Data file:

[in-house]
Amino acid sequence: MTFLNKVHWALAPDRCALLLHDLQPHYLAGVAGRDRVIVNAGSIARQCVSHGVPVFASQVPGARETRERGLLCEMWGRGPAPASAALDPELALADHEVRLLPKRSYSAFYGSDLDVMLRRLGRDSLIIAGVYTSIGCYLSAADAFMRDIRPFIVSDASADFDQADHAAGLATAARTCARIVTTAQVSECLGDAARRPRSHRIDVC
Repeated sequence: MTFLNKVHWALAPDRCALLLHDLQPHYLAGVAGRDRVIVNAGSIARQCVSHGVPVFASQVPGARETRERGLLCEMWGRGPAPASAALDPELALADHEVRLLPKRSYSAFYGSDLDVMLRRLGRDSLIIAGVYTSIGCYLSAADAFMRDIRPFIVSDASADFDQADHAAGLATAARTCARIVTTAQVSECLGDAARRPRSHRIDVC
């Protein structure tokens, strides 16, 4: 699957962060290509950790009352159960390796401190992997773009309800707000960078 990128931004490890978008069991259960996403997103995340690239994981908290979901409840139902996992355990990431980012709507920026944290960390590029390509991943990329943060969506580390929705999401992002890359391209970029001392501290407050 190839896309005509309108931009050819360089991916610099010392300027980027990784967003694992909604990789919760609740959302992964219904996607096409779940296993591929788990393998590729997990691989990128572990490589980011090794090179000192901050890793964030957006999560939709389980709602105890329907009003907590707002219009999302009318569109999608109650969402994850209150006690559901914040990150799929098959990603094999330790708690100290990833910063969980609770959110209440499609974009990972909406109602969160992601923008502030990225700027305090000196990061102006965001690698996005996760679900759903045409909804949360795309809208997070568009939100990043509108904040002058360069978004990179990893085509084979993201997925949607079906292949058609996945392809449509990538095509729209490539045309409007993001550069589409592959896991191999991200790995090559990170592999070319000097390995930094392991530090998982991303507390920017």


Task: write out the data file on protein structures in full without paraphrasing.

[in-house]
Amino acid sequence: MTFLNKVHWALAPDRCALLLHDLQPHYLAGVAGRDRVIVNAGSIARQCVSHGVPVFASQVPGARETRERGLLCEMWGRGPAPASAALDPELALADHEVRLLPKRSYSAFYGSDLDVMLRRLGRDSLIIAGVYTSIGCYLSAADAFMRDIRPFIVSDASADFDQADHAAGLATAARTCARIVTTAQVSECLGDAARRPRSHRIDVC
Repeated sequence: MTFLNKVHWALAPDRCALLLHDLQPHYLAGVAGRDRVIVNAGSIARQCVSHGVPVFASQVPGARETRERGLLCEMWGRGPAPASAALDPELALADHEVRLLPKRSYSAFYGSDLDVMLRRLGRDSLIIAGVYTSIGCYLSAADAFMRDIRPFIVSDASADFDQADHAAGLATAARTCARIVTTAQVSECLGDAARRPRSHRIDVC
């Protein structure tokens, strides 16, 4: 699957962060290509950790009352159960390796401190992997773009309800707000960078 990128931004490890978008069991259960996403997103995340690239994981908290979901409840139902996992355990990431980012709507920026944290960390590029390509991943990329943060969506580390929705999401992002890359391209970029001392501290407050 190839896309005509309108931009050819360089991916610099010392300027980027990784967003694992909604990789919760609740959302992964219904996607096409779940296993591929788990393998590729997990691989990128572990490589980011090794090179000192901050890793964030957006999560939709389980709602105890329907009003907590707002219009999302009318569109999608109650969402994850209150006690559901914040990150799929098959990603094999330790708690100290990833910063969980609770959110209440499609974009990972909406109602969160992601923008502030990225700027305090000196990061102006965001690698996005996760679900759903045409909804949360795309809208997070568009939100990043509108904040002058360069978004990179990893085509084979993201997925949607079906292949058609996945392809449509990538095509729209490539045309409007993001550069589409592959896991191999991200790995090559990170592999070319000097390995930094392991530090998982991303507390920017």